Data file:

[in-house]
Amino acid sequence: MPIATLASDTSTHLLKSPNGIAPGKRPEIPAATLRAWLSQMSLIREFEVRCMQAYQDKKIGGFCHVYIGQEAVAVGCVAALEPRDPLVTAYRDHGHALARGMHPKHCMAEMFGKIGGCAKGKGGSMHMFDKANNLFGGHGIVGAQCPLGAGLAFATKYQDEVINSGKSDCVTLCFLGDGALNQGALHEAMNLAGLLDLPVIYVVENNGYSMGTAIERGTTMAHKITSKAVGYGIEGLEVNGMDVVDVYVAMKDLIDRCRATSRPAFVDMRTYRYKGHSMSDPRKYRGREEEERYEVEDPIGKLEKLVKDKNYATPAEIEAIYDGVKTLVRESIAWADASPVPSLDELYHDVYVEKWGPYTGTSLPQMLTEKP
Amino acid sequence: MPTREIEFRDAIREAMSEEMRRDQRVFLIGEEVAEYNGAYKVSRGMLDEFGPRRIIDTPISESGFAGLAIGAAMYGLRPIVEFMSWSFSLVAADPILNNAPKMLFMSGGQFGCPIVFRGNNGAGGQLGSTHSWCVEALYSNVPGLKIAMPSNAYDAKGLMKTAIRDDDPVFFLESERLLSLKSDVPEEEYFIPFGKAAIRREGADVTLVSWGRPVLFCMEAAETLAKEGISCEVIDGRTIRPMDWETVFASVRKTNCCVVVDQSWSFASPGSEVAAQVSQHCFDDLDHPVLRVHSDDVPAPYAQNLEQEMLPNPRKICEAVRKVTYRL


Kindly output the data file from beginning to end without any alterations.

[in-house]
Amino acid sequence: MPIATLASDTSTHLLKSPNGIAPGKRPEIPAATLRAWLSQMSLIREFEVRCMQAYQDKKIGGFCHVYIGQEAVAVGCVAALEPRDPLVTAYRDHGHALARGMHPKHCMAEMFGKIGGCAKGKGGSMHMFDKANNLFGGHGIVGAQCPLGAGLAFATKYQDEVINSGKSDCVTLCFLGDGALNQGALHEAMNLAGLLDLPVIYVVENNGYSMGTAIERGTTMAHKITSKAVGYGIEGLEVNGMDVVDVYVAMKDLIDRCRATSRPAFVDMRTYRYKGHSMSDPRKYRGREEEERYEVEDPIGKLEKLVKDKNYATPAEIEAIYDGVKTLVRESIAWADASPVPSLDELYHDVYVEKWGPYTGTSLPQMLTEKP
Amino acid sequence: MPTREIEFRDAIREAMSEEMRRDQRVFLIGEEVAEYNGAYKVSRGMLDEFGPRRIIDTPISESGFAGLAIGAAMYGLRPIVEFMSWSFSLVAADPILNNAPKMLFMSGGQFGCPIVFRGNNGAGGQLGSTHSWCVEALYSNVPGLKIAMPSNAYDAKGLMKTAIRDDDPVFFLESERLLSLKSDVPEEEYFIPFGKAAIRREGADVTLVSWGRPVLFCMEAAETLAKEGISCEVIDGRTIRPMDWETVFASVRKTNCCVVVDQSWSFASPGSEVAAQVSQHCFDDLDHPVLRVHSDDVPAPYAQNLEQEMLPNPRKICEAVRKVTYRL